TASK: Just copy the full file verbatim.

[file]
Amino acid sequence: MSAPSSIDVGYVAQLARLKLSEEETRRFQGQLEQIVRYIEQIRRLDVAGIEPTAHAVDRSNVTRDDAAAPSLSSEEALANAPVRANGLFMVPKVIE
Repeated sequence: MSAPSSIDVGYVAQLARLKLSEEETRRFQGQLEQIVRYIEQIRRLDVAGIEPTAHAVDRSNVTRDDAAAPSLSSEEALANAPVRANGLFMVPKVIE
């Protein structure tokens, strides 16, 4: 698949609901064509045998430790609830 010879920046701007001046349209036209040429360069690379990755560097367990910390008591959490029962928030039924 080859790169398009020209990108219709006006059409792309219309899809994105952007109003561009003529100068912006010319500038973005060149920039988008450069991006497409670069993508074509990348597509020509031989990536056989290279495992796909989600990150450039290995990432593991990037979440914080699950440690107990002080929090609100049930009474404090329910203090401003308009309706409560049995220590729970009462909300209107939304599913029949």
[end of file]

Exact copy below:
Amino acid sequence: MSAPSSIDVGYVAQLARLKLSEEETRRFQGQLEQIVRYIEQIRRLDVAGIEPTAHAVDRSNVTRDDAAAPSLSSEEALANAPVRANGLFMVPKVIE
Repeated sequence: MSAPSSIDVGYVAQLARLKLSEEETRRFQGQLEQIVRYIEQIRRLDVAGIEPTAHAVDRSNVTRDDAAAPSLSSEEALANAPVRANGLFMVPKVIE
């Protein structure tokens, strides 16, 4: 698949609901064509045998430790609830 010879920046701007001046349209036209040429360069690379990755560097367990910390008591959490029962928030039924 080859790169398009020209990108219709006006059409792309219309899809994105952007109003561009003529100068912006010319500038973005060149920039988008450069991006497409670069993508074509990348597509020509031989990536056989290279495992796909989600990150450039290995990432593991990037979440914080699950440690107990002080929090609100049930009474404090329910203090401003308009309706409560049995220590729970009462909300209107939304599913029949």